As I am fast approaching the midpoint of my graduate program, I am realizing the importance of following my curiosities about the LIS field. One reason for this mindset is […]
Allison Randall Gatt is in her sixth and final year at the San José State University iSchool, studying to be a youth services librarian. When not taking classes, writing for […]
As the semester nears its end — like a rogue semi reaching the top of a runaway truck ramp — I’m wrapping up a slow read of The Power to Name (Kluwer Academic Publishers, 2002), Hope Olson’s feminist critique of library classification systems. It is kicking my ass.
You’re not alone in worrying about the future. In fact, we are not alone in our profession-wide agonizing over “the future of ___,” nor are we alone in chasing a […]
Review of a new “people’s history” of public libraries.
It can be easy, faced with big statements and bigger revelations, to forget that a billion small, everyday choices also play a role in environmental impacts like climate change. What place do libraries have in this landscape? What does it mean for them to be “green” or “sustainable”? A review of Greening Libraries (2012) and Focus on Educating from Sustainability: Toolkit for Academic Libraries (2014).
Editor’s note: This is a guest post by Nicole Gibby-Munguia. Nicole Gibby-Munguia is in her second-to-last semester in the MLIS program at Dominican University in River Forest, IL. Her interests […]
Book review of Libraries and the Reading Public in Twentieth Century America (University of Wisconsin Press, 2013), edited by Christine Pawley and Louise S. Robbins.
On finally reading Revolting Librarians and Revolting Librarians Redux. What would Revolting Librarians 2015 look like?
You’ve probably heard of user experience (UX) research in the context of usability testing for websites, apps, and library technology. However, UX also has roots in ethnography and design research, […]
Review of Paper Knowledge: A Media History of Documents by Lisa Gitelman (Duke University Press, 2014). A dense and fascinating book offering numerous access points for LIS student scholarship.
A review of The New Downtown Library: Designing With Communities. The book covers a lot of ground and leaves many loose ends, making it an excellent candidate for a teaching text in a studio course on library architecture.
Connected Play is a new book about how young people interact, explore and express themselves in online communities. Our review asks, “How can cheating and pushing boundaries play a role in library activities and pedagogy?”
Editor’s Note: This is the first installment in our new Hack Library School review series, which will feature reviews from library school students on books, technology, and multimedia. We welcome review suggestions and we are in the process of developing formal submission guidelines for reviews from those outside the HLS community . For more […]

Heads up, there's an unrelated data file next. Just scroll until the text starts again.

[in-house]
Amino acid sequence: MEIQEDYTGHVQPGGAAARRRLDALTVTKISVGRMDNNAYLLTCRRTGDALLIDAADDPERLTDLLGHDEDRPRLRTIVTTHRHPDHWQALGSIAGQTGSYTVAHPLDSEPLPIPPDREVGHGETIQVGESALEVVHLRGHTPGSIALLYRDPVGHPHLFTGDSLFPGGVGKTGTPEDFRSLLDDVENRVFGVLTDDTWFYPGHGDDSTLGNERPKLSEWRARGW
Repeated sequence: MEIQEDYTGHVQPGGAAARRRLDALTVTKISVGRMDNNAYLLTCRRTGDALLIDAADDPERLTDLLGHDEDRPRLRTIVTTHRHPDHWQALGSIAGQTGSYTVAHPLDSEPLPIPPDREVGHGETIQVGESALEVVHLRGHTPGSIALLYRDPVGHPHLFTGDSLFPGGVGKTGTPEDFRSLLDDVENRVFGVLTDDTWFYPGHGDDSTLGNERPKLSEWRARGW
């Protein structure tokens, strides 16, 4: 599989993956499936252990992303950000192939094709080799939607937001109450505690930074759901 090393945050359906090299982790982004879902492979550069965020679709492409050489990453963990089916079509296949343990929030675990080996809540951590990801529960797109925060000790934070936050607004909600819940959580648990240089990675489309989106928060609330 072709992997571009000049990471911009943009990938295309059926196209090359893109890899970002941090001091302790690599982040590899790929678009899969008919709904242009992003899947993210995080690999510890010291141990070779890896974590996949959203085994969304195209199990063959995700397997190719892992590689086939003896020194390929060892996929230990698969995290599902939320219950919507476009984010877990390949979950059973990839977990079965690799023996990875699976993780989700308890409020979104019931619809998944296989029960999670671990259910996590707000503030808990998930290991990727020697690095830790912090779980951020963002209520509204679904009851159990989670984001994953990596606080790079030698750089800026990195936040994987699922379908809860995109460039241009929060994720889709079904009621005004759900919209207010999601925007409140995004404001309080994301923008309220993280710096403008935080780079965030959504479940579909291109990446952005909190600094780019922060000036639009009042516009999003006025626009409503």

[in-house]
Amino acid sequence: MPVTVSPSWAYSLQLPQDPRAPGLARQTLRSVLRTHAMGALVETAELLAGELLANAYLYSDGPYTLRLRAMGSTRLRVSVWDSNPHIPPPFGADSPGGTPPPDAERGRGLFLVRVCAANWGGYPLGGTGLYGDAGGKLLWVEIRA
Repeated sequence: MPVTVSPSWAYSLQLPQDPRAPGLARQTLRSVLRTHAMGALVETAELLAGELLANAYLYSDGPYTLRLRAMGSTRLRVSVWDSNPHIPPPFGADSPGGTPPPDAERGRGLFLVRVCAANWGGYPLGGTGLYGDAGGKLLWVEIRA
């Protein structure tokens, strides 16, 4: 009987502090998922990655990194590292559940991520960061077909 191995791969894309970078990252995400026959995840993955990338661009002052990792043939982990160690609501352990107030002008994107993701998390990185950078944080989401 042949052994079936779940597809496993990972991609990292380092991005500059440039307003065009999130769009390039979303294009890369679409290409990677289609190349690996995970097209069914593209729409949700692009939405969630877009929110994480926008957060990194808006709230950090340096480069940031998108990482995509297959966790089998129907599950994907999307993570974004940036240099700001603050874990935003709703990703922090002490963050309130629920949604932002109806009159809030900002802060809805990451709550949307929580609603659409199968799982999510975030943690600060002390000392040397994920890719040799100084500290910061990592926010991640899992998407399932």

During my final month of library school I decided to add one more item to my to do list: take the New Librarianship MOOC. The massive open online course (MOOC) was offered by Syracuse University’s School of Information Studies for graduate or continuing education credit, or just for fun. MOOCs […]
I recently read Deepak Malhotra’s I Moved Your Cheese: For Those Who Refuse to Live as Mice in Someone Else’s Maze (2011), which I found as an ebook via my local public library. I would describe it in brief as Who Moved My Cheese? meets The Matrix. Some of you […]
Download the book or read it on Scribd. Available in a multitude of formats (.mobi, .epub, .pdf, .rtf, and more!), this free ebook is written by Fast Company writer Anya Kamenetz with support from the Gates Foundation. The book is based on the premise that the traditional process of attending […]
Polanka, Su, ed. No Shelf Required: E-Books in Libraries. American Library Association, 2011. I have to be up front with you guys: I don’t have a Kindle. I’m certainly not a luddite and I’ve spent most of my life around computers. I remember first getting dial-up AOL at my house […]
*note – I’ve deliberately decided to use the word ‘text’ herein because I truly believe this project must be absorbed and interacted with across its dual formats, printed book and web/digital presence. Hows that for meta? Cultural Studies, represent!! Lacon, Barthes, dying authors, and all that jazz. Let me be […]
I am very excited to introduce our first book review to HackLibSchool. The “residency program” is an interesting step to consider for students looking to make a smooth transition out of school and into a professional job. Welcome Genevia Chamblee, our reviewer. Genevia is an Information Professional working at a Research […]